[Plaintiff] can lift, carry, push and pull 20 pounds occasionally and 10 pounds frequently; can stand and walk 2 hours out of 8 hours; can sit for 6 hours out of 8 hours; can never climb ladders, ropes or scaffolds; can occasionally climb ramps and stairs; can occasionally balance, stoop, kneel, crouch and crawl; and can frequently reach overhead and perform gross and fine manipulation.

(AR 25-28).

         At step four, the ALJ determined that Plaintiff was able to perform past relevant work as an administrative assistant and receptionist as generally performed (AR 28-29), and therefore found that Plaintiff was not under a disability led within the meaning of the Social Security Act from the alleged disability onset date, September 1, 2015, to the date of the decision. (AR 29-30).

         The Appeals Council denied Plaintiff's request for review on December 27, 2018. (See AR 5-9). Plaintiff now seeks judicial review of the ALJ's decision, which stands as the final decision of the Commissioner. See 42 U.S.C. §§ 405(g), 1383(c).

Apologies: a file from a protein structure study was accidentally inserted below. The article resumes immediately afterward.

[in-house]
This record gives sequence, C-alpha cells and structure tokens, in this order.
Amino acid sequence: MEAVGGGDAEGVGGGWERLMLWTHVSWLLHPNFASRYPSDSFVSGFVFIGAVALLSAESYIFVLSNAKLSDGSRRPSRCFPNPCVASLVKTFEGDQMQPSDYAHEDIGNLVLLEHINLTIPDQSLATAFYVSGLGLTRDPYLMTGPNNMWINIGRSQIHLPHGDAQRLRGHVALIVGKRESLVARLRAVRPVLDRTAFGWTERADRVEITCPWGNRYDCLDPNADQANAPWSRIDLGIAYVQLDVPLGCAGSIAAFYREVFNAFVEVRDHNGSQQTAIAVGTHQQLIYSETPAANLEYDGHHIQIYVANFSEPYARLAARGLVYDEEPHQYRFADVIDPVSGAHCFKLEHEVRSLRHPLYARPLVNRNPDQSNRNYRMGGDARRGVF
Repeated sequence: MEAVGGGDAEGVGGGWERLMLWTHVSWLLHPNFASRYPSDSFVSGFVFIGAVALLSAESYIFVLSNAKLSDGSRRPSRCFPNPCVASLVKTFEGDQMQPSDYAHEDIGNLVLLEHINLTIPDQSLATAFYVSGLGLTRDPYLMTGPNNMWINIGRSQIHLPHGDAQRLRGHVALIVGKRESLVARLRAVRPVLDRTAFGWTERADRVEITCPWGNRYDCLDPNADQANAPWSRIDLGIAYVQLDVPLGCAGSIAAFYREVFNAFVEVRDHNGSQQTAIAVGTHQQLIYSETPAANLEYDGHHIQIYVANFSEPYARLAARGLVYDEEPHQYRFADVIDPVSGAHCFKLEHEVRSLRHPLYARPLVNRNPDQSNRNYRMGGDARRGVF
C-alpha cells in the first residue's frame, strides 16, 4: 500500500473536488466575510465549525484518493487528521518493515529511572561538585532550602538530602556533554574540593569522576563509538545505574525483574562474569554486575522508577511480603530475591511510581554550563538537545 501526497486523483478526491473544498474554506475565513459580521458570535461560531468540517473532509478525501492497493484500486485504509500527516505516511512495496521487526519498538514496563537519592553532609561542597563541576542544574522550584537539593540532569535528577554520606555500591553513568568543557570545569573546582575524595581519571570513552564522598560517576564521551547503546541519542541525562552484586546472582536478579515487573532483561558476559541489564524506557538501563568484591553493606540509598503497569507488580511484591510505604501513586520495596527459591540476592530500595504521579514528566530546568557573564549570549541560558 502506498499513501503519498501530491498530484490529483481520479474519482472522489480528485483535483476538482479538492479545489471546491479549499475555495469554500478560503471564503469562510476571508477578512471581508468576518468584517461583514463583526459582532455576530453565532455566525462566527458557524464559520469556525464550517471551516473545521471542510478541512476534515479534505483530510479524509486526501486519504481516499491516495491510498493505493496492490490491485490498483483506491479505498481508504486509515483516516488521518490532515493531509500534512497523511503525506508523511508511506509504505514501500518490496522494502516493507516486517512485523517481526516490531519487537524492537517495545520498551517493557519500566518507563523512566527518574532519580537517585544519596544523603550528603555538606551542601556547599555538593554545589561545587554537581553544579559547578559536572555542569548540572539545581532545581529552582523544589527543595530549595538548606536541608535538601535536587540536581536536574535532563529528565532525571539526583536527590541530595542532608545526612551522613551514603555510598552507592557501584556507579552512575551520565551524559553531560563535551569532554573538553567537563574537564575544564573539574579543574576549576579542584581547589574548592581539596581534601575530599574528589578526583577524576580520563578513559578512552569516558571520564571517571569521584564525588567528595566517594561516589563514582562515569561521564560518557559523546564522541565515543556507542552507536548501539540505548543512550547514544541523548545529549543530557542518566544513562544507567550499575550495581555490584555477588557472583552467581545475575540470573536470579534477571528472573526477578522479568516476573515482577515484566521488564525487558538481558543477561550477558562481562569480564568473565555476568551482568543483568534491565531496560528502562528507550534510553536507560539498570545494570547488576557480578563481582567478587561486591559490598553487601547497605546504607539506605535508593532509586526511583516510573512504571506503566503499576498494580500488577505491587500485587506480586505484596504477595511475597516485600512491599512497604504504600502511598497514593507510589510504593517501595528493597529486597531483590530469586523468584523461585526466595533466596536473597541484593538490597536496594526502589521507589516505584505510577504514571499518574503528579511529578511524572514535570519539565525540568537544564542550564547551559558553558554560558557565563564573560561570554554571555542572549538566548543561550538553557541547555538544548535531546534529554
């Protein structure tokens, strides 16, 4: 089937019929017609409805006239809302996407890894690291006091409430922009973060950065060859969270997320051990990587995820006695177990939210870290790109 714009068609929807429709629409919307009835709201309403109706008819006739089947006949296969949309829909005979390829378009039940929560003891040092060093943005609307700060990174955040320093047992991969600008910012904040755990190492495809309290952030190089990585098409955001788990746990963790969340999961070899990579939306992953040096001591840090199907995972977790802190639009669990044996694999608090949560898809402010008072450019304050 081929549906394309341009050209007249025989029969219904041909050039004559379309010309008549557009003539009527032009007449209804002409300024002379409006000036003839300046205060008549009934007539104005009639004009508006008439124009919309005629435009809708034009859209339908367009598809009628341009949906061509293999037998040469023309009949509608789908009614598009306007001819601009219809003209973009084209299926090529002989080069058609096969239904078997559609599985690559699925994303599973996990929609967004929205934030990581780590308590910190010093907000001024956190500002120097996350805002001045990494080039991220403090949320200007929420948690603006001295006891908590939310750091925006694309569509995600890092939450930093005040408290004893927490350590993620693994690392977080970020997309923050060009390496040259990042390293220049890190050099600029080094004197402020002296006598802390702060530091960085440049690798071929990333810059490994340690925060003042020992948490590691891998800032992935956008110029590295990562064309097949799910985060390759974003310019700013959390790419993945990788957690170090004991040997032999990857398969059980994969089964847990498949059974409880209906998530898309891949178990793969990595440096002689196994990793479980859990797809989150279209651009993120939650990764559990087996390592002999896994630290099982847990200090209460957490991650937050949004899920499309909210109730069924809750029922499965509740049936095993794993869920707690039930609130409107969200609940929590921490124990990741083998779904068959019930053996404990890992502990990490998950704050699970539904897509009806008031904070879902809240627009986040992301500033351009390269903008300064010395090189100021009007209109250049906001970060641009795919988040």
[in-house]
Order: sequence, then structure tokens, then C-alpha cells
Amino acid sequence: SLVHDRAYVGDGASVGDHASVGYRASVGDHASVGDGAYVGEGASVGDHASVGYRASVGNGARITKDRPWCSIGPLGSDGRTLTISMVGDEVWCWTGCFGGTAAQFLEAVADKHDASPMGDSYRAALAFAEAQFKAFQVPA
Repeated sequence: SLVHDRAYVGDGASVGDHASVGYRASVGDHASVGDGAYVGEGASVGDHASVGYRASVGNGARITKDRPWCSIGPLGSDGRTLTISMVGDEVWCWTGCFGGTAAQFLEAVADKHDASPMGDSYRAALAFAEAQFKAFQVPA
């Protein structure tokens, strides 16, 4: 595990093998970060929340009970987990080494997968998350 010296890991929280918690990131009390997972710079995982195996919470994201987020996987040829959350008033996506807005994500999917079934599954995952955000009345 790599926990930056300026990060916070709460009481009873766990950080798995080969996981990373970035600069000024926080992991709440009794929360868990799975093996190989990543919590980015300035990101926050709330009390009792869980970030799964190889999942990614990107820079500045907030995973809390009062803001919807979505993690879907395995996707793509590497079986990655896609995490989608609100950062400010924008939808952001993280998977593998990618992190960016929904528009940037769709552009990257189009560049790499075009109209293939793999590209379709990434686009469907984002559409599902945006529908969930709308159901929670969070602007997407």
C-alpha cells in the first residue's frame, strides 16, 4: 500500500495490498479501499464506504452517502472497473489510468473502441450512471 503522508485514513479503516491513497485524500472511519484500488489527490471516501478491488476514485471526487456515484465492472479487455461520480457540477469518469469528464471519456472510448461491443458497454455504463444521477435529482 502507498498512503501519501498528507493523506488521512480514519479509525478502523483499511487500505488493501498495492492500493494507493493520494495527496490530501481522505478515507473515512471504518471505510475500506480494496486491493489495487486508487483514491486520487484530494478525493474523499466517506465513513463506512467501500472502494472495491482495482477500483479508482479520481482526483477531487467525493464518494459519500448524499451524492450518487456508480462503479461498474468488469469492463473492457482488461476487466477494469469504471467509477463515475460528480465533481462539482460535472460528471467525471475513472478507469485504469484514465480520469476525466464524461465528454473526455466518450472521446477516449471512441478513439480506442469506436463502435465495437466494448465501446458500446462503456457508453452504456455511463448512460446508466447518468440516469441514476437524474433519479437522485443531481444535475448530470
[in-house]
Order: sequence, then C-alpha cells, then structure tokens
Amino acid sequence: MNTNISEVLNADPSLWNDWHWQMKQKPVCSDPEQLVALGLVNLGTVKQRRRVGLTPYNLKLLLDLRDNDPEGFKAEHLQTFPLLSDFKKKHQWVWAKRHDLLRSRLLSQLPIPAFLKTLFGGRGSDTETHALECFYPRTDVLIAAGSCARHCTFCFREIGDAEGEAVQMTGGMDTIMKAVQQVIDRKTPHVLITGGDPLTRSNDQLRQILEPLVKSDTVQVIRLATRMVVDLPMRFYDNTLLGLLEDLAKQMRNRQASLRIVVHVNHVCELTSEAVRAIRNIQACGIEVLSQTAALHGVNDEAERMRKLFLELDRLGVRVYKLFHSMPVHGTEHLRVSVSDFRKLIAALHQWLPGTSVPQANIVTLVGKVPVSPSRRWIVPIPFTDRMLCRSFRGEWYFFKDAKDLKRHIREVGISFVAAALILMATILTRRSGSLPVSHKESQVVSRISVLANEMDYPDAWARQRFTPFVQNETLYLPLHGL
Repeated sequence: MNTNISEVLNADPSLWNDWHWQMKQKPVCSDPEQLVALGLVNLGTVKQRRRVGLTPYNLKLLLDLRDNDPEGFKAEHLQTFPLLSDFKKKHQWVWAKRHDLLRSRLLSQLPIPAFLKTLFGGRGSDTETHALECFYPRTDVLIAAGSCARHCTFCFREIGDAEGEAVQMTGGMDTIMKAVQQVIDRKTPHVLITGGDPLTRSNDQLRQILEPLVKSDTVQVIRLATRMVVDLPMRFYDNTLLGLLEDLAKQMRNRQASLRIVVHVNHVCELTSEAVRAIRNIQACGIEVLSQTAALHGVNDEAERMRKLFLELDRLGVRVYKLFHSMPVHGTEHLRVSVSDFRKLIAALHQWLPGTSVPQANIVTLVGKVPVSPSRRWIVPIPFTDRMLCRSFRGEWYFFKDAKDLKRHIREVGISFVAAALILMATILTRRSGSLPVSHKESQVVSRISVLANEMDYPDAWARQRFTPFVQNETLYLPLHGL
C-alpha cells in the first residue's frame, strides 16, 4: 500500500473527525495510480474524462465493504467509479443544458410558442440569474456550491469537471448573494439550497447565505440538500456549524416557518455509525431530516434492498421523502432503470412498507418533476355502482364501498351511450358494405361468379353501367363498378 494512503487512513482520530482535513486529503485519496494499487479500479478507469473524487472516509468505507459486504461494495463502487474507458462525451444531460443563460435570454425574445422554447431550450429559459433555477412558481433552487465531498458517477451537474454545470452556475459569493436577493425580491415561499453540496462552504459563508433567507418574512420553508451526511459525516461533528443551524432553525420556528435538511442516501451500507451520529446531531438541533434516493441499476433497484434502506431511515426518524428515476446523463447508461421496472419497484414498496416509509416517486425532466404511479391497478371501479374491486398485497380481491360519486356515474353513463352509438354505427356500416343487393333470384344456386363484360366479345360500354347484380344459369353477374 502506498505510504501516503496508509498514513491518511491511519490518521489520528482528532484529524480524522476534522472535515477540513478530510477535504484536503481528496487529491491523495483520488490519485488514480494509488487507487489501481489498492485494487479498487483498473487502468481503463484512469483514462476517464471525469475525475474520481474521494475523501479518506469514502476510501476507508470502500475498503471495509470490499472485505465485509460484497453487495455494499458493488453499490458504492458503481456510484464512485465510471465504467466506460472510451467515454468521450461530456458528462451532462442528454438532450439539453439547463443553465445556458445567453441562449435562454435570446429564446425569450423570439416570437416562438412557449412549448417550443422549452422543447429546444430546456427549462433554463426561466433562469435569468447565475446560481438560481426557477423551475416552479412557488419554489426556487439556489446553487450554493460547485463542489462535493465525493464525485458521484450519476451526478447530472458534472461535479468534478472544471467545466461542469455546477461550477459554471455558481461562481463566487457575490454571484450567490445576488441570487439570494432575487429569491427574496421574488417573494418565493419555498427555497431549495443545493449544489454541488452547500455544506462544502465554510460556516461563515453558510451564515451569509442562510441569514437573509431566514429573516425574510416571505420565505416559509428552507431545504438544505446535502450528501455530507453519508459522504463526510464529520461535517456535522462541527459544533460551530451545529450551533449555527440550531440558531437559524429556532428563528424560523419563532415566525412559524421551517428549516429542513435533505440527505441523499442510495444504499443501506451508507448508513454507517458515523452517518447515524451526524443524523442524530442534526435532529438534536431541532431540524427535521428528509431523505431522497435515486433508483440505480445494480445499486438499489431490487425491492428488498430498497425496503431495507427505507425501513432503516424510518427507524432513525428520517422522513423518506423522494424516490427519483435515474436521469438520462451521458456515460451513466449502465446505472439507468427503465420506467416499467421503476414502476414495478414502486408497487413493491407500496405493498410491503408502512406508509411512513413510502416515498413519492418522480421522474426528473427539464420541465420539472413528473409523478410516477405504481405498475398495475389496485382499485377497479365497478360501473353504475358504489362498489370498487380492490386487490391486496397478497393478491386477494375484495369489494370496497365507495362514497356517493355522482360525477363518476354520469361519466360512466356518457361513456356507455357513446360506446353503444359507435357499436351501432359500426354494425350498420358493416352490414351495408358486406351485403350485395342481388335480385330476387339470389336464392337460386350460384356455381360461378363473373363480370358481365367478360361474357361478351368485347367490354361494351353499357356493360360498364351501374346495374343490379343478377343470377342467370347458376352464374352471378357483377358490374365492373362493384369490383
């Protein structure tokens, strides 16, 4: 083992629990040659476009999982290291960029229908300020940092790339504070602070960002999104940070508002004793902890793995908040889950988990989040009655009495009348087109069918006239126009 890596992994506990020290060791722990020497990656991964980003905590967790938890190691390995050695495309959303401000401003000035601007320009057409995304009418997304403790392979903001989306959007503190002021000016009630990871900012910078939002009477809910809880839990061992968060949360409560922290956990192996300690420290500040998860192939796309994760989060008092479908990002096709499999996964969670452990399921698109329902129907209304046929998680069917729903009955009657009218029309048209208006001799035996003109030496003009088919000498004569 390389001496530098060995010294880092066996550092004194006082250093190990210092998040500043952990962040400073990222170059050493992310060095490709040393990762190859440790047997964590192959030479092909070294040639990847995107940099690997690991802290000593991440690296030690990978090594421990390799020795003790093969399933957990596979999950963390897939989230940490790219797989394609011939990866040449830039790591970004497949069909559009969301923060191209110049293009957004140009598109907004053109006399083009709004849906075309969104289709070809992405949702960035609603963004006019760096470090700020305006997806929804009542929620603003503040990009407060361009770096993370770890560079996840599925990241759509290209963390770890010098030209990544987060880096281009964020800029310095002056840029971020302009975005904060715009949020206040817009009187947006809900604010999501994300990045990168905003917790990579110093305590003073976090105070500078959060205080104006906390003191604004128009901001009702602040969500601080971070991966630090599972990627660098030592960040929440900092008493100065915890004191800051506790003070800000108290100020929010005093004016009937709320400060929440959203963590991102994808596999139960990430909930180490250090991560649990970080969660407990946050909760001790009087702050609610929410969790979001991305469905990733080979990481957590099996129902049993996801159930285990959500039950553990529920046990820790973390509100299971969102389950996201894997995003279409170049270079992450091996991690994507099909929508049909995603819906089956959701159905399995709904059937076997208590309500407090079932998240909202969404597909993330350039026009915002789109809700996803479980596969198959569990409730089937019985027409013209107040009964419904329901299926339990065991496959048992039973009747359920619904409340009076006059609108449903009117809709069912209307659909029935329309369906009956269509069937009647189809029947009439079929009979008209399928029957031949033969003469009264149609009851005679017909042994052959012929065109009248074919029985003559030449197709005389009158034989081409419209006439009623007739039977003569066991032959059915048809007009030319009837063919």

STANDARD OF REVIEW

         This Court reviews the Commissioner's decision to determine if it is free of legal error and supported by substantial evidence. See Brewes v. Comm'r, 682 F.3d 1157, 1161 (9th Cir. 2012). “Substantial evidence” is more than a mere scintilla, but less than a preponderance. Garrison v. Colvin, 759 F.3d 995, 1009 (9th Cir. 2014). To determine whether substantial evidence supports a finding, “a court must consider the record as a whole, weighing both evidence that supports and evidence that detracts from the [Commissioner's] conclusion.” Id. As a result, “[w]here the evidence can reasonably support either affirming or reversing [the ALJ's] decision, [a court] may not substitute [its] judgment for that of the [ALJ].” Id. at 1010 (citations omitted).[6]